Terror force

Published : Aug 26, 2011 00:00 IST

The tribal residents of Dantewada district live in constant fear of Salwa Judum and the security forces.

recently in Dantewada

IN Dornapal, exceptions are common. Here, as the day breaks a grudging sense of fear sets in, at sunset the fear turns real, and only at night there is some sense of relief. Until 2005, this tiny hamlet in the heart of Dantewada district in Chhattisgarh was like any agricultural village. That year, the State government turned it into a fortress of paramilitary forces and opened a camp for Salwa Judum, the civilian armed vigilante group it formed to combat the Maoist problem in the region. Surrounded by open spaces, the hamlet was found to be the ideal site for the camp. Since then not just the demography but also the psyche of the place has changed.

Dornapal has the second largest Salwa Judum camp in the district after Jagargunda. In the mornings it is abuzz with unusual sounds. Gunshots from the Central Reserve Police Force (CRPF) camp rend the air, the special police officers (SPOs) recruited for Salwa Judum practise guerilla warfare, and State police personnel, in their unkempt uniforms, hold a drill. The young SPOs, dwarfed by the guns slung on their shoulders, move around with a self-assurance that is uncommon among the Gondi tribal people of the south Bastar region. While people go about their daily business, the SPOs walk around with their guns as if they are in charge of the security of the village. However, the line between providing security and monitoring is thin in Dornapal. The SPOs point their guns at people even at the slightest sign of defiance.

A local politician remarked: In Dornapal, if anyone owns a motorcycle, he should be an SPO or a supporter of the SPO. The ownership of a motorcycle contrasts with the abject poverty that is visible everywhere in the district.

This power trip is born out of the immunity sanctioned by the State government. In the combing operations for Maoists in the jungles, the SPOs lead the Central and State forces. In Dornapal and other fortified villages, the residents blame the SPOs for disrupting normal life. They say the armed youth regularly indulge in arson and loot.

The sense of fear is the highest in the Konta block, which has the largest number of SPOs. At Dornapal and Jagargunda, people living in camps set up for them as a shelter from Maoist ire, give a grim picture of the evenings. This is the time of day when the SPOs, drunk on power and alcohol, harass them. Tikesh Kosa, who lives in Jagargunda camp, said: In the mornings, there is fear of the evenings. The drunken SPOs come to our houses, abuse our women, eat our food, and sometimes destroy our belongings without any provocation. In fact, the SPOs want to return to their homes, in areas affected by Maoist activity, and their show of strength, we feel, is a ruse to overcome insecurities and the fear of death.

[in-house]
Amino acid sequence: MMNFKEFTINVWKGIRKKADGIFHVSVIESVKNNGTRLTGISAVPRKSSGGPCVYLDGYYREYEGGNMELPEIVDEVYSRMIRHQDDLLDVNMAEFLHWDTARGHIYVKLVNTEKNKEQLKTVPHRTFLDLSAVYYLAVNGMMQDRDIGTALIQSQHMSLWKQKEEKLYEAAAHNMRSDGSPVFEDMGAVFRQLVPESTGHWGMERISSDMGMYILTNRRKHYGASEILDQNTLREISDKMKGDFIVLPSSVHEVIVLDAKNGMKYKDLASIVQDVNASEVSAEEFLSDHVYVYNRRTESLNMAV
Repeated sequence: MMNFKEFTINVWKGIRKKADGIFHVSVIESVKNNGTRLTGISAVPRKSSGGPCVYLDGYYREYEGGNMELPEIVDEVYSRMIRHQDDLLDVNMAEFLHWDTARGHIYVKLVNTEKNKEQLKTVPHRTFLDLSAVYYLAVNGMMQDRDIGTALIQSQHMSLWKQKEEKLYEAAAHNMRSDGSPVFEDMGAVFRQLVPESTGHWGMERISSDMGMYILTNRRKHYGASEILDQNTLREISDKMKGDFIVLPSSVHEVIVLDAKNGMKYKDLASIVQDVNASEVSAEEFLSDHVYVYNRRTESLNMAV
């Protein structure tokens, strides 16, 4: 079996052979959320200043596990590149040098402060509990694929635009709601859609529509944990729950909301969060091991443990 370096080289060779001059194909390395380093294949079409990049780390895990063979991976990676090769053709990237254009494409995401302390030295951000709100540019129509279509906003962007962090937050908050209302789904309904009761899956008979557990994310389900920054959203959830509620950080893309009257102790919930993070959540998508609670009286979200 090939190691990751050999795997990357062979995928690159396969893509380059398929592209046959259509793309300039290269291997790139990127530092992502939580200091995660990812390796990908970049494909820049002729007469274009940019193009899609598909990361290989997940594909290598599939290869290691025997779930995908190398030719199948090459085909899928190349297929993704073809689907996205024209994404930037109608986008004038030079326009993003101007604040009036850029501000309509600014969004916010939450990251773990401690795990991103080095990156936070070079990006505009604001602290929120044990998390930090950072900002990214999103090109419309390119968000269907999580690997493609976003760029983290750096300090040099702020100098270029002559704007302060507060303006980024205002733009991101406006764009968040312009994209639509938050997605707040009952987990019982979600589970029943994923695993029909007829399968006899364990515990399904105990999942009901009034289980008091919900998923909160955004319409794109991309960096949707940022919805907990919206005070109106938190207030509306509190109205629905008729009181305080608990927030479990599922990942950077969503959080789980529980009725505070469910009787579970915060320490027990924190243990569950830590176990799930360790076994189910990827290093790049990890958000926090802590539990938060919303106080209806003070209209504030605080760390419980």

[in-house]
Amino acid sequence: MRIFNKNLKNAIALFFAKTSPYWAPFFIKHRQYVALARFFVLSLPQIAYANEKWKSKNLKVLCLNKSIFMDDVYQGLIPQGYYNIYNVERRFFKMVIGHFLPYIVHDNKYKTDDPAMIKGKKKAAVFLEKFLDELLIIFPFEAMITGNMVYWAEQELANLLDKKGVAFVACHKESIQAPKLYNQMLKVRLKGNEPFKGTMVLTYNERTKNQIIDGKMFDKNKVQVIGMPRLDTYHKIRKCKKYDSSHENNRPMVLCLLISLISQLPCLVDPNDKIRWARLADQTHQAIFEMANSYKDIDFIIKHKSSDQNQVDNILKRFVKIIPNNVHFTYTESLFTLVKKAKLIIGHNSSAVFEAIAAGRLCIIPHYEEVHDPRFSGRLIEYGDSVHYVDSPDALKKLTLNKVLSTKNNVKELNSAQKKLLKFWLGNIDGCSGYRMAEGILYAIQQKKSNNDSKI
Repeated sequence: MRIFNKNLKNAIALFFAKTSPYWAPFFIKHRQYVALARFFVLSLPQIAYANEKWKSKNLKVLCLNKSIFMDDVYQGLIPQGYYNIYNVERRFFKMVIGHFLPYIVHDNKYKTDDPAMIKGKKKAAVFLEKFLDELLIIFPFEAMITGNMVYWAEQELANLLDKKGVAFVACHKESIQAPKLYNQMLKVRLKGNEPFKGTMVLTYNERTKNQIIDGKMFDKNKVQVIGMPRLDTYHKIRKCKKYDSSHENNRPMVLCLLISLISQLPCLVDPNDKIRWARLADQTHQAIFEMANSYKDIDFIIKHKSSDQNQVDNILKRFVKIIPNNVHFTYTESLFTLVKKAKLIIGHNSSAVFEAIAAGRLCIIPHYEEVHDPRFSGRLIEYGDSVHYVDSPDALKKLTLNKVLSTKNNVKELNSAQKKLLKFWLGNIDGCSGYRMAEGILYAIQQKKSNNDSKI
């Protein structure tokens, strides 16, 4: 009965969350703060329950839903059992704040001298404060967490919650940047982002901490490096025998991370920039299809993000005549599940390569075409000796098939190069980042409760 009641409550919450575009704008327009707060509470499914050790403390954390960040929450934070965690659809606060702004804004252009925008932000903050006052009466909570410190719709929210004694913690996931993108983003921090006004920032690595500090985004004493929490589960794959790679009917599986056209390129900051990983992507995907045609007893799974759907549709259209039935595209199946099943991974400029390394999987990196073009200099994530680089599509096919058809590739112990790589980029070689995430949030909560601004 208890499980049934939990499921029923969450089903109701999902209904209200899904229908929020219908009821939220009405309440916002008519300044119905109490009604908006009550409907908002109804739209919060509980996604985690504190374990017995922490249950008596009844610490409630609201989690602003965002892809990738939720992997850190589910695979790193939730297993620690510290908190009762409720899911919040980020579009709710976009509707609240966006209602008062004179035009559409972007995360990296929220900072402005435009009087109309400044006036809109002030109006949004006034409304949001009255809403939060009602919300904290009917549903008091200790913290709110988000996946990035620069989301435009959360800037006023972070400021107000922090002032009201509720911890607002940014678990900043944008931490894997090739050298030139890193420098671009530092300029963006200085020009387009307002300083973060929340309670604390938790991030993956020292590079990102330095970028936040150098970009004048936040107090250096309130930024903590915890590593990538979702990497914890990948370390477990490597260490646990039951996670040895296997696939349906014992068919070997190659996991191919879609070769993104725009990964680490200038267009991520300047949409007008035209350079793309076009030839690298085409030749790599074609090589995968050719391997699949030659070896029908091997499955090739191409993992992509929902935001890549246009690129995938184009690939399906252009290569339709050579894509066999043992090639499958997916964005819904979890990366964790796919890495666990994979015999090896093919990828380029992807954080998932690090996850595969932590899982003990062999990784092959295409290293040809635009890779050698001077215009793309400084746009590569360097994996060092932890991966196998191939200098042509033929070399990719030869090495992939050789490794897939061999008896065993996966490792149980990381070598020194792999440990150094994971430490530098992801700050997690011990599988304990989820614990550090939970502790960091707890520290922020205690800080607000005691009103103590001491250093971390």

Miserable ever since Salwa Judum shifted them to the camps, the camp-dwellers have for long wished to return home. About 80 per cent of them have gone back to their villages after the government withdrew some powers from Salwa Judum following resistance from civil society. The rest of them could not go back either out of fear of the SPOs or owing to a lack of resources to restart their lives.

The July 5 judgment of the Supreme Court ordering the State government to disband Salwa Judum and disarm the SPOs has come as a great relief to the tribal population of Dantewada.

The government has, however, decided to file a review petition in the apex court as it thinks the SPOs are vital for its fight against the Maoists. It is a fact that the State and Central forces rely on the tribal youth, who have a good knowledge of the jungle terrain, to assist them. But this has encouraged the SPOs to indulge in large-scale violence in many tribal villages.

Human rights violations

A few major incidents of human rights violation in the recent past are worth noting if the impact of creating a force such as Salwa Judum is to be understood. In March, three villages near Chintalnar in Dantewada were allegedly ransacked and burnt by Central forces, assisted by SPOs and Koya commandos (SPOs with some experience, who were inducted into the State Police). These villages are Tarmetla, where 207 homes were burnt; Morpalli, where 35 homes were looted first and then burnt, two women were sexually abused, and one person was killed; and Timapuram, where 75 houses were set on fire. Along with the houses, harvested paddy, which was stored in granaries, was also burnt.

During a recent visit to these villages, this correspondent found the tribal people in a highly impoverished state. The villagers depend on forest resources for succour. The majority of the children showed signs of Grade-2 and Grade-3 malnutrition.

Tinku, a resident of Morpalli village, said: Around 400 CRPF men and 20 SPOs came on the morning of March 11 and set everything we had on fire. We fled to the forests when we saw the forces coming. Two women who could not run were sexually assaulted and one person who tried to protect them was killed by the SPOs. When we returned, we found the village completely ransacked. Even our beds and clothes were destroyed.

Morpalli is a scenic village with lush forests and is surrounded by mountains. Since the village is 45 kilometres away from the main highway, it is a safe haven for the Maoists. The Maoists have built a victory memorial there for some of their comrades who died in the ambush of Chintalnar in 2010 in which 76 CRPF jawans were killed. It is apparently for this reason that the village was under the scanner of the Central forces. All the houses were burnt, and since the houses were built of wood and mud, most of them were completely destroyed. The villagers had built makeshift houses. Morpalli does not have any infrastructure such as a primary school, a dispensary, drinking water facilities, a gram sabha building or an anganwadi centre.

The condition of Timapuram is no better. Tarmetla, situated 4 km from the highway, suffered the worst damage. Here granaries and 207 homes were set on fire. The residents had fled to the forests. Tarmetla is under scrutiny as the security forces believe that it was with the help of its residents that the Maoists were able to attack the CRPF battalion. Local journalists aver that the arson and loot that took place in these villages was a vengeful act of the security forces.